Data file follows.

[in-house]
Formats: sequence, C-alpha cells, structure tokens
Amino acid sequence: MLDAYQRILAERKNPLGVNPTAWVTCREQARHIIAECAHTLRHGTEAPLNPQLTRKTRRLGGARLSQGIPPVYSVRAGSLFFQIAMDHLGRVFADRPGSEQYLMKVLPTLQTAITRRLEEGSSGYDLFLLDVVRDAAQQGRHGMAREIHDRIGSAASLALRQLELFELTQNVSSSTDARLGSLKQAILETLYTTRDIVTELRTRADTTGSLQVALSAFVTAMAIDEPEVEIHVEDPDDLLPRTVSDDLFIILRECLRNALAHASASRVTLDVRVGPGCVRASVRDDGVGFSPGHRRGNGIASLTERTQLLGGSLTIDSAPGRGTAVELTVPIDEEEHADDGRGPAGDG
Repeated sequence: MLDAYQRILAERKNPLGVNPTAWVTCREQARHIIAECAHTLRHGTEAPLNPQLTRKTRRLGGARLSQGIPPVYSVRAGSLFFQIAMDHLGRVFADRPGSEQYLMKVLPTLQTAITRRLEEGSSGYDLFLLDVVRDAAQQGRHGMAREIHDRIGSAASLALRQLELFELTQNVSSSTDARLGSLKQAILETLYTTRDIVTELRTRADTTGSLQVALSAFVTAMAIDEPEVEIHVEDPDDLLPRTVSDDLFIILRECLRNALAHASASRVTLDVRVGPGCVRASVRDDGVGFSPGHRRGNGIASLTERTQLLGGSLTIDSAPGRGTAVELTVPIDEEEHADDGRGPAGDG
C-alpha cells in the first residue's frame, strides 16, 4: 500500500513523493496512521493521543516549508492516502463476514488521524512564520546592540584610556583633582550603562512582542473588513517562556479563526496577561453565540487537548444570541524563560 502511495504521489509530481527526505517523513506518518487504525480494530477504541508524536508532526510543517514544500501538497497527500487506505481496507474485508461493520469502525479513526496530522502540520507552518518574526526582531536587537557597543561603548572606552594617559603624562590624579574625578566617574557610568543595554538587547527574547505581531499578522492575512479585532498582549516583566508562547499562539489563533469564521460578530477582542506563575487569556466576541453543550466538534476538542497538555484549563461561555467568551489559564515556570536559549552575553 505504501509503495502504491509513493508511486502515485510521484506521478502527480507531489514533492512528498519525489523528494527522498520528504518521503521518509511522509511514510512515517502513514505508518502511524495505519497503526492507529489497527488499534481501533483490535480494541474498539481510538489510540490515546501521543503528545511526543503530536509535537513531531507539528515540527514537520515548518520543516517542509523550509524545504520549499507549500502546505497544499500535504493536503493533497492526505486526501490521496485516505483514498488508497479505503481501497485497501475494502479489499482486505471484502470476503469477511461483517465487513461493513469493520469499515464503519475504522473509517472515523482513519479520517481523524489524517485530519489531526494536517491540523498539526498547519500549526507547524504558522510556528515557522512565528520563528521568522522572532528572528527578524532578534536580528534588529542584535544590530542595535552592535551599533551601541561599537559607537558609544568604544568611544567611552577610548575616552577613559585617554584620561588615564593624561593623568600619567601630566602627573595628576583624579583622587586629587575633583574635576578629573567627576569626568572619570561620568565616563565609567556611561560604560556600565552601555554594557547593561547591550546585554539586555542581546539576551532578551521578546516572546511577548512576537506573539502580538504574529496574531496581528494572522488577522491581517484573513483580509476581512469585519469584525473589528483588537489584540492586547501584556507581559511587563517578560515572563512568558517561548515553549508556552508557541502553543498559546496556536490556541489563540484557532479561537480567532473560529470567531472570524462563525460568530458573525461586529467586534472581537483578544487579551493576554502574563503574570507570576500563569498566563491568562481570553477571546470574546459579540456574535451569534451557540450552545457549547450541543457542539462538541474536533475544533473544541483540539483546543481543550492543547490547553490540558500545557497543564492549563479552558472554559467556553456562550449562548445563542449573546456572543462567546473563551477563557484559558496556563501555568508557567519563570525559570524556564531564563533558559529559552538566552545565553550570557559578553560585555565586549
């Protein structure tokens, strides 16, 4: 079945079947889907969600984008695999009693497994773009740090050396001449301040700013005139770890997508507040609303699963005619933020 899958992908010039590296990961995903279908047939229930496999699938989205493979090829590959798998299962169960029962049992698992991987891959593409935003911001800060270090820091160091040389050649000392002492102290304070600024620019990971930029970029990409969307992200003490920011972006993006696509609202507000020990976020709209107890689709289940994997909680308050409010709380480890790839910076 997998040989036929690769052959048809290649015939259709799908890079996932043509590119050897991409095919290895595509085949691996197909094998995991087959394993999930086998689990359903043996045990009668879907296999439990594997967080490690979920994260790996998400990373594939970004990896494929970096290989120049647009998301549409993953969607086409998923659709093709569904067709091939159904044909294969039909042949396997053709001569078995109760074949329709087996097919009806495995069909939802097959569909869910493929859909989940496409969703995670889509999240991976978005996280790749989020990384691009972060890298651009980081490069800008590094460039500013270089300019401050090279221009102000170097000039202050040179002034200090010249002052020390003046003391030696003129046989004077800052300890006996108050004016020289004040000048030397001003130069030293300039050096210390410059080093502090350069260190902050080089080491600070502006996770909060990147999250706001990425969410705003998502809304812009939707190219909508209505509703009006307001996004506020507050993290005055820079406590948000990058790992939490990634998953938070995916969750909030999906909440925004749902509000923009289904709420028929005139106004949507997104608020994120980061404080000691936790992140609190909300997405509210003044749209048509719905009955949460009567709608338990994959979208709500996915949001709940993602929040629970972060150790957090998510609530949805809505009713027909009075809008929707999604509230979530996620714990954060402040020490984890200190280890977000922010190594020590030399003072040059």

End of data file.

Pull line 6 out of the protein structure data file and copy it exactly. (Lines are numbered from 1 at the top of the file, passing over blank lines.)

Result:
């Protein structure tokens, strides 16, 4: 079945079947889907969600984008695999009693497994773009740090050396001449301040700013005139770890997508507040609303699963005619933020 899958992908010039590296990961995903279908047939229930496999699938989205493979090829590959798998299962169960029962049992698992991987891959593409935003911001800060270090820091160091040389050649000392002492102290304070600024620019990971930029970029990409969307992200003490920011972006993006696509609202507000020990976020709209107890689709289940994997909680308050409010709380480890790839910076 997998040989036929690769052959048809290649015939259709799908890079996932043509590119050897991409095919290895595509085949691996197909094998995991087959394993999930086998689990359903043996045990009668879907296999439990594997967080490690979920994260790996998400990373594939970004990896494929970096290989120049647009998301549409993953969607086409998923659709093709569904067709091939159904044909294969039909042949396997053709001569078995109760074949329709087996097919009806495995069909939802097959569909869910493929859909989940496409969703995670889509999240991976978005996280790749989020990384691009972060890298651009980081490069800008590094460039500013270089300019401050090279221009102000170097000039202050040179002034200090010249002052020390003046003391030696003129046989004077800052300890006996108050004016020289004040000048030397001003130069030293300039050096210390410059080093502090350069260190902050080089080491600070502006996770909060990147999250706001990425969410705003998502809304812009939707190219909508209505509703009006307001996004506020507050993290005055820079406590948000990058790992939490990634998953938070995916969750909030999906909440925004749902509000923009289904709420028929005139106004949507997104608020994120980061404080000691936790992140609190909300997405509210003044749209048509719905009955949460009567709608338990994959979208709500996915949001709940993602929040629970972060150790957090998510609530949805809505009713027909009075809008929707999604509230979530996620714990954060402040020490984890200190280890977000922010190594020590030399003072040059």